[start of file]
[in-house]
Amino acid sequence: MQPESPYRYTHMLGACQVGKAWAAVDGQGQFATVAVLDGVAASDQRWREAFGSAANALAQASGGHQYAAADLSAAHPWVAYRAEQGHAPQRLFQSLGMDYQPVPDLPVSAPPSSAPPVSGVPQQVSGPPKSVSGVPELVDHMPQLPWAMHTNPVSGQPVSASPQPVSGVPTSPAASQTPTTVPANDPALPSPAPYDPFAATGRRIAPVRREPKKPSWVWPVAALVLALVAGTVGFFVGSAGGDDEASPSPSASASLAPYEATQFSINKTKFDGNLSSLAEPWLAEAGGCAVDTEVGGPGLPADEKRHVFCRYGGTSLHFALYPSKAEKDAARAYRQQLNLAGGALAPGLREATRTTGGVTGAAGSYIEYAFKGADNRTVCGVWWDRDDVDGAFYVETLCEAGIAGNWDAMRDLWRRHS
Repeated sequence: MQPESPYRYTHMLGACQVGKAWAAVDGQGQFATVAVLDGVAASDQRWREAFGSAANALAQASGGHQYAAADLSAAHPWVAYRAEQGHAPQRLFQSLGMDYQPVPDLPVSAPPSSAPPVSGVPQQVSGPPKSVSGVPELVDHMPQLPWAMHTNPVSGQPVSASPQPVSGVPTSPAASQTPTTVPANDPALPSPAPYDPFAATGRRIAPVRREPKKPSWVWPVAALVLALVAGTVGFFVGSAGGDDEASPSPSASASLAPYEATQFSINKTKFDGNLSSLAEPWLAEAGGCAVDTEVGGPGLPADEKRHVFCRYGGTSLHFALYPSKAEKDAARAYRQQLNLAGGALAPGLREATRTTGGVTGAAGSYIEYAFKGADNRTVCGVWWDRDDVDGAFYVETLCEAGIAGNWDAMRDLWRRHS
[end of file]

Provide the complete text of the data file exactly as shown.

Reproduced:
[in-house]
Amino acid sequence: MQPESPYRYTHMLGACQVGKAWAAVDGQGQFATVAVLDGVAASDQRWREAFGSAANALAQASGGHQYAAADLSAAHPWVAYRAEQGHAPQRLFQSLGMDYQPVPDLPVSAPPSSAPPVSGVPQQVSGPPKSVSGVPELVDHMPQLPWAMHTNPVSGQPVSASPQPVSGVPTSPAASQTPTTVPANDPALPSPAPYDPFAATGRRIAPVRREPKKPSWVWPVAALVLALVAGTVGFFVGSAGGDDEASPSPSASASLAPYEATQFSINKTKFDGNLSSLAEPWLAEAGGCAVDTEVGGPGLPADEKRHVFCRYGGTSLHFALYPSKAEKDAARAYRQQLNLAGGALAPGLREATRTTGGVTGAAGSYIEYAFKGADNRTVCGVWWDRDDVDGAFYVETLCEAGIAGNWDAMRDLWRRHS
Repeated sequence: MQPESPYRYTHMLGACQVGKAWAAVDGQGQFATVAVLDGVAASDQRWREAFGSAANALAQASGGHQYAAADLSAAHPWVAYRAEQGHAPQRLFQSLGMDYQPVPDLPVSAPPSSAPPVSGVPQQVSGPPKSVSGVPELVDHMPQLPWAMHTNPVSGQPVSASPQPVSGVPTSPAASQTPTTVPANDPALPSPAPYDPFAATGRRIAPVRREPKKPSWVWPVAALVLALVAGTVGFFVGSAGGDDEASPSPSASASLAPYEATQFSINKTKFDGNLSSLAEPWLAEAGGCAVDTEVGGPGLPADEKRHVFCRYGGTSLHFALYPSKAEKDAARAYRQQLNLAGGALAPGLREATRTTGGVTGAAGSYIEYAFKGADNRTVCGVWWDRDDVDGAFYVETLCEAGIAGNWDAMRDLWRRHS